09 February, 2007

Colorist American Landscapes

Light in Branches, 21" x 13"
Original Pastel
Casey Klahn
Blue is a color that one can dive into; get lost in. How do you get a "cold" color to glow?


Robyn Sinclair said...

Looks like it's glowing to me! I love this series of landscapes, Casey. Colour like this always excites me - but I'm scared of it. I buy it, make little colour swatches and then line up the tubes or pastels or pencils neatly in my cupboard and do far too little with them.
I read in Simon Schama's Power of Art that Van Gogh, in a manic spell - swallowed tubes of chrome yellow, cobalt and carmine and washed them down with turpentine before the nurses got to him. I can almost understand that.

Casey Klahn said...

Well, on the hand, it didn't kill him...
But, don't try that at home, folks!
I was under the impression that I didn't know much about color when I went pro about 7 or 8 years ago. But, I kind of felt that there might be some innate talent for color in me, so I dove in head first with pastels. I looked as hard as possible at Wolf Kahn's oil paintings, and tried to internalize them.
Then, for practice, I would analyze his color composition. Say he used orange, violet and green. I would take that triad, turn it one space on the color wheel, and do my own linear composition, using this color composition and produce something. Then, after a few years, the skill with pastels came along.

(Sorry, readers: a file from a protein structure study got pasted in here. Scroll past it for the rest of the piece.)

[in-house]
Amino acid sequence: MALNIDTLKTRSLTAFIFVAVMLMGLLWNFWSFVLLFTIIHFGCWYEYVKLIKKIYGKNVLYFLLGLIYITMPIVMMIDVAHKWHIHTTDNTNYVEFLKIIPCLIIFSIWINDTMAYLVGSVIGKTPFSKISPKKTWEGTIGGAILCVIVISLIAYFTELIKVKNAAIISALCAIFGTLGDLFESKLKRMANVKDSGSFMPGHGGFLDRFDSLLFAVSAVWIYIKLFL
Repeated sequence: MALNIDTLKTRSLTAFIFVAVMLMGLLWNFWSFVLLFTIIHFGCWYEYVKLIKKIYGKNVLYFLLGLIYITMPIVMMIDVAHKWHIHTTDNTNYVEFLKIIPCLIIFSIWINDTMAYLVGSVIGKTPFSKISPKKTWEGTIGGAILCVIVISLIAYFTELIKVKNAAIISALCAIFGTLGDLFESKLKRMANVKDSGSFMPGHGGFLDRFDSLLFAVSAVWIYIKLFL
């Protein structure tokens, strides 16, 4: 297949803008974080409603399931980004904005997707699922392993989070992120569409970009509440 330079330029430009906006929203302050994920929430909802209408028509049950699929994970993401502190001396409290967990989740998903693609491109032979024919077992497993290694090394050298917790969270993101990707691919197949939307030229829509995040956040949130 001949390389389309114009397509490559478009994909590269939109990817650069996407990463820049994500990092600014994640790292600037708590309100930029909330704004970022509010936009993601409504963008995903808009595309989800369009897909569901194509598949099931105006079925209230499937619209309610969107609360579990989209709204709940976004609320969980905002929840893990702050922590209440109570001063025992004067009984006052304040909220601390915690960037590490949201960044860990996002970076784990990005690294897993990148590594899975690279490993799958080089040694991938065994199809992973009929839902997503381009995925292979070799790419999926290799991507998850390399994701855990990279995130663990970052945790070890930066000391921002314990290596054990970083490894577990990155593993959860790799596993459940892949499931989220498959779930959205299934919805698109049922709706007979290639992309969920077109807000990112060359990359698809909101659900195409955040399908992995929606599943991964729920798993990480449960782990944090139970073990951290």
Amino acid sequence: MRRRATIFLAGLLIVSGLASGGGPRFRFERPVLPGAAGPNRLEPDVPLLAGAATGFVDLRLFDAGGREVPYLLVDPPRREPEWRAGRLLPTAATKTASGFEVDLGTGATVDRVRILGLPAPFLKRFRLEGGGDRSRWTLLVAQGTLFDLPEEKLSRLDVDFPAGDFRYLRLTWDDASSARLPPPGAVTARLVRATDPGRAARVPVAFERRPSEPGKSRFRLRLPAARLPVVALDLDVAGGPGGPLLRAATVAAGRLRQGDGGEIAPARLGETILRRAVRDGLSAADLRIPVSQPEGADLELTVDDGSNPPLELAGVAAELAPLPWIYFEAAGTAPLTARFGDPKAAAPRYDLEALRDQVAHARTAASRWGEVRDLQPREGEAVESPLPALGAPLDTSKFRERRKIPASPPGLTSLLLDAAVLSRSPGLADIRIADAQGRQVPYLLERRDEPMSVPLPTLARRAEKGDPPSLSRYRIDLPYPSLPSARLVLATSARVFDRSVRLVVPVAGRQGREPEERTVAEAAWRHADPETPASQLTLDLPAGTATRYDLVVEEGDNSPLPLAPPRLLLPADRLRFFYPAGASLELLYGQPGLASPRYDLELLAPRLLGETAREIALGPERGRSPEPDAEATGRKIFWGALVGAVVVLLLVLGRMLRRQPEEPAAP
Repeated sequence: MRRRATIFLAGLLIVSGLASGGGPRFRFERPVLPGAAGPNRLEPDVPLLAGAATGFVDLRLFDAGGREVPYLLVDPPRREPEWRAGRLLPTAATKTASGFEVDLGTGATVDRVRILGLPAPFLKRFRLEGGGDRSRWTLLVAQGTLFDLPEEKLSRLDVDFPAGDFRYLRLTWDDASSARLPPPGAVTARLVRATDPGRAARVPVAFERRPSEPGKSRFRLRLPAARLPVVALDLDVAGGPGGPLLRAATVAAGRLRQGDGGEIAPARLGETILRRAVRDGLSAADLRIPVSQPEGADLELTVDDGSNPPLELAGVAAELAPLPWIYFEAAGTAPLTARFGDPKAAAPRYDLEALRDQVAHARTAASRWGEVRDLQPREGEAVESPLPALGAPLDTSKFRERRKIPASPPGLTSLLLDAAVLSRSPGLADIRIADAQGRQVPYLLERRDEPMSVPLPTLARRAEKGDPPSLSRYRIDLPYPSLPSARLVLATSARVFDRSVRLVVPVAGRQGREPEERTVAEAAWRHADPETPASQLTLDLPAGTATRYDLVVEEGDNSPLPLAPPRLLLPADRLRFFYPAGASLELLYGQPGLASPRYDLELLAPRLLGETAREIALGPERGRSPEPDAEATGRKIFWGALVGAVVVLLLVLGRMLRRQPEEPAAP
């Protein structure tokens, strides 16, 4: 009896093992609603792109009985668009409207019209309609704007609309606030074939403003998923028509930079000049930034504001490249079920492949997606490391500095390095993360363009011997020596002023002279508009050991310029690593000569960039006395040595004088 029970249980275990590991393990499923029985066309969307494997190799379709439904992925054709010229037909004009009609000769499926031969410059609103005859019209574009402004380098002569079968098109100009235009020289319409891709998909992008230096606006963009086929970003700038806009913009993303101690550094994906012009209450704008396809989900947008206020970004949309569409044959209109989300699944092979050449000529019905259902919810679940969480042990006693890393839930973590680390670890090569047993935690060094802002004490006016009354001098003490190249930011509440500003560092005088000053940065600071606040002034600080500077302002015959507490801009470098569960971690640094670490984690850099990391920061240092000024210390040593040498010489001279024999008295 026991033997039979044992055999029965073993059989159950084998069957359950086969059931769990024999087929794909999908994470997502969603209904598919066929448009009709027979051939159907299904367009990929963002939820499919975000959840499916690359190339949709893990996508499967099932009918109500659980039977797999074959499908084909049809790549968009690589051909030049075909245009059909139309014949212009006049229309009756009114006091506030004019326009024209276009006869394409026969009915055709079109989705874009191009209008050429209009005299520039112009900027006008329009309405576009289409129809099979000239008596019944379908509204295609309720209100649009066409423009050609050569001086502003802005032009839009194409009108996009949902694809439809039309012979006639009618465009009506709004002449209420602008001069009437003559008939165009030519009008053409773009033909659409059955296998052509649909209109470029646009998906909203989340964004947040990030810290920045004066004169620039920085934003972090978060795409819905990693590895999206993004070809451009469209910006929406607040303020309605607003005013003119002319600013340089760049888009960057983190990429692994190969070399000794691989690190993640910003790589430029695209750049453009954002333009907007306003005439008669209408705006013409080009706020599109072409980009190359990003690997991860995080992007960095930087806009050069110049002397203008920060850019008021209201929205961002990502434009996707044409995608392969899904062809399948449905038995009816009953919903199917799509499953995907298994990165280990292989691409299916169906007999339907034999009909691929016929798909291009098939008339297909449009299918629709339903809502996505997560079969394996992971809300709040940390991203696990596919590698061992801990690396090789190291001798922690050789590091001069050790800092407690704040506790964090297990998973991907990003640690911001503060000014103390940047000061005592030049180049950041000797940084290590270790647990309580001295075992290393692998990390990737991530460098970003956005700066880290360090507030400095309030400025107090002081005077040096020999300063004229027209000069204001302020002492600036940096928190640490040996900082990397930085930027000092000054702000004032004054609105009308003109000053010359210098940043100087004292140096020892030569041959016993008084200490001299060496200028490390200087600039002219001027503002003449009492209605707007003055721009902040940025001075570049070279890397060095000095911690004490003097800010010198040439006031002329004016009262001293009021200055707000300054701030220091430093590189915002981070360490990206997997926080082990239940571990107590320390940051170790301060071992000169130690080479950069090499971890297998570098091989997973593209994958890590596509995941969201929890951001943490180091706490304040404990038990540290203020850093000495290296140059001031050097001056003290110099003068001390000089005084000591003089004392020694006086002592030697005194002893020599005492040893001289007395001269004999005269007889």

Anyway, that's my brief on how to do colors. Be intuitive. Try lots of things. Fail a lot. It is O.K.

Anonymous said...

WOW!!!! BEAUTIFUL WORK CASEY! OUTSTANDING! I love your works! You should show more of them!GREAT JOB!

Philip said...

I don't agree that blue is a cold colour always.It very much depends on the shade of blue. Blue is my favourite colour and I think it reflects calm and imagination. Everybody loves a clear blue sky and because it indicates warmth. I have done very many blue paintings and really have to force myself to use other colours! I could paint endlessly in blue. I like your latest piece.

Casey Klahn said...
This comment has been removed by the author.
Casey Klahn said...

That's right, and temperature in color is something that I actually rather dislike. Many yellows can be cooler than some blues.
When I was coming up, I was taught hue, value and intensity. I behave as though intensity trumps temperature.
BTW, I favor red, because I "like" both sides of red - the yellow and the blue. The yellow side (or green, if you will) of blue disquiets me. I find it useful, but I don't favor it.
French ultramarine, however, may be my favorite, uh... I will say my favorite of a 12 color "wheel".
I was recently challenged by an artist's reference to a 2 color theory. He means red and blue. I suppose that may be a useful tool in realist painting; considering some of the weaknesses in yellow pigments.
Kind of reminds me of ski waxes. The simple man only waxes with two "colors" of wax.
Thanks for getting into colors - I love it!

vivien said...

what lovely work, I've bookmarked your blog to come back to :)

a fellow colourist :)

Philip said...

I use French Ultramarine a lot (in oil that is) and it is one of my favourite colours. I have never studied colour theory so it is all instinct with me. Our approaches are really quite different even if we end up in the same place (sometimes!).

Casey Klahn said...

Thanks Vivian and Philip.

colorspeaker said...

Hello Casey,it's julianne here... This particular pastel is so unique and mesmerizing..wow. I really like your abstract pastels...Oh, on another subject-I have a of couple questions about your blog, I really like the it's done. Thanks for your commentary-I will write soon...keep up those pastels!

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